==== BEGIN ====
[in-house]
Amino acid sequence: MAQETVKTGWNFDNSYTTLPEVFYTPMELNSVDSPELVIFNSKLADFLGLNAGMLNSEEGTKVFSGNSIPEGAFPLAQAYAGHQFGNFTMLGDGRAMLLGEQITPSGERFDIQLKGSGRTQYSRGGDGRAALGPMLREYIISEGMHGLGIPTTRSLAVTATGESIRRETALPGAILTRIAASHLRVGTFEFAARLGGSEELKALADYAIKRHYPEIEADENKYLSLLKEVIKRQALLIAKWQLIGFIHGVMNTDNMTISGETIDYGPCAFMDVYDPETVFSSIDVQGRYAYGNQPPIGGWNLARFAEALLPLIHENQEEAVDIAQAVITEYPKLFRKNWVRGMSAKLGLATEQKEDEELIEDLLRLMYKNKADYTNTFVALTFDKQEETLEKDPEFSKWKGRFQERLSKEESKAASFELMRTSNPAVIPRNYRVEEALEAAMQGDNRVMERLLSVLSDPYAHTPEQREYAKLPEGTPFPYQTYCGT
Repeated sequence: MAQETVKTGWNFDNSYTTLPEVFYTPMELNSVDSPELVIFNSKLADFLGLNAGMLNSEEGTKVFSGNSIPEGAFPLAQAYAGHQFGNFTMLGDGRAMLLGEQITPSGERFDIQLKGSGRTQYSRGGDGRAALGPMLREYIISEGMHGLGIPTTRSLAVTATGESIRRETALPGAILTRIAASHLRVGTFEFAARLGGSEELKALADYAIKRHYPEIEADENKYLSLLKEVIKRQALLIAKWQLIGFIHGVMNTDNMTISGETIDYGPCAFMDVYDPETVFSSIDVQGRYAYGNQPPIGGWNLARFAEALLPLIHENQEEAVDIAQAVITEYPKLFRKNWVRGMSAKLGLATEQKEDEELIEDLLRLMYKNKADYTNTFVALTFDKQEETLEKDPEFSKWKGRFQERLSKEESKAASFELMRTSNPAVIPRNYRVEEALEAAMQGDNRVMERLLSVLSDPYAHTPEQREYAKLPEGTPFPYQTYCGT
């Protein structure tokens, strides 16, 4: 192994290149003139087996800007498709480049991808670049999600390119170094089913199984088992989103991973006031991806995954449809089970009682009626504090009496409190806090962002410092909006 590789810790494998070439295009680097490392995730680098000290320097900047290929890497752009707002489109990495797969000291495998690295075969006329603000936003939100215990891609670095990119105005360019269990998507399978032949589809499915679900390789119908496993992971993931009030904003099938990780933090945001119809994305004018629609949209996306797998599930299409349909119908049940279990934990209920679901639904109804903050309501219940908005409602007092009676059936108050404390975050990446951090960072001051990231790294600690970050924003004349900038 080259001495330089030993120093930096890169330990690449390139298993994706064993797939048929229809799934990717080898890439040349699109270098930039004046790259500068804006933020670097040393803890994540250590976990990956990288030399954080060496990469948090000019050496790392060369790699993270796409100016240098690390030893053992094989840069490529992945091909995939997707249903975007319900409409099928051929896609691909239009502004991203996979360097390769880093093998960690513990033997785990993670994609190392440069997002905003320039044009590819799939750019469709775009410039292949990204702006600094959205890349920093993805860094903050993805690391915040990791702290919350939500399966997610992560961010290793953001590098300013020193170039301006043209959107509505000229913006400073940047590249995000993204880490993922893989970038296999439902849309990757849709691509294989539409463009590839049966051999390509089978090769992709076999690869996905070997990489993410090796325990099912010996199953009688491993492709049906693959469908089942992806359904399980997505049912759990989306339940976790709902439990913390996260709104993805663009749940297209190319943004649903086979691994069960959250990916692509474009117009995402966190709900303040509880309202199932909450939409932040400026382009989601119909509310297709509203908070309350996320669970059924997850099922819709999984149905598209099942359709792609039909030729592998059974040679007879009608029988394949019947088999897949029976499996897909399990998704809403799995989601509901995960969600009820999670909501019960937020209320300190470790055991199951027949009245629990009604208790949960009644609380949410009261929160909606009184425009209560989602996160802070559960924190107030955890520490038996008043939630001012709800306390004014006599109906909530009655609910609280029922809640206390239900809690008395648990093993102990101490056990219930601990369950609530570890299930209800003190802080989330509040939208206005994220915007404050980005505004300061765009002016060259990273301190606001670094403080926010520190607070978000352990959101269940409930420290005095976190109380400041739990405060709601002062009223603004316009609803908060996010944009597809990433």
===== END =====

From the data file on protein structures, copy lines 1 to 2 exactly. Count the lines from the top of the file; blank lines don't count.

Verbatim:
[in-house]
Amino acid sequence: MAQETVKTGWNFDNSYTTLPEVFYTPMELNSVDSPELVIFNSKLADFLGLNAGMLNSEEGTKVFSGNSIPEGAFPLAQAYAGHQFGNFTMLGDGRAMLLGEQITPSGERFDIQLKGSGRTQYSRGGDGRAALGPMLREYIISEGMHGLGIPTTRSLAVTATGESIRRETALPGAILTRIAASHLRVGTFEFAARLGGSEELKALADYAIKRHYPEIEADENKYLSLLKEVIKRQALLIAKWQLIGFIHGVMNTDNMTISGETIDYGPCAFMDVYDPETVFSSIDVQGRYAYGNQPPIGGWNLARFAEALLPLIHENQEEAVDIAQAVITEYPKLFRKNWVRGMSAKLGLATEQKEDEELIEDLLRLMYKNKADYTNTFVALTFDKQEETLEKDPEFSKWKGRFQERLSKEESKAASFELMRTSNPAVIPRNYRVEEALEAAMQGDNRVMERLLSVLSDPYAHTPEQREYAKLPEGTPFPYQTYCGT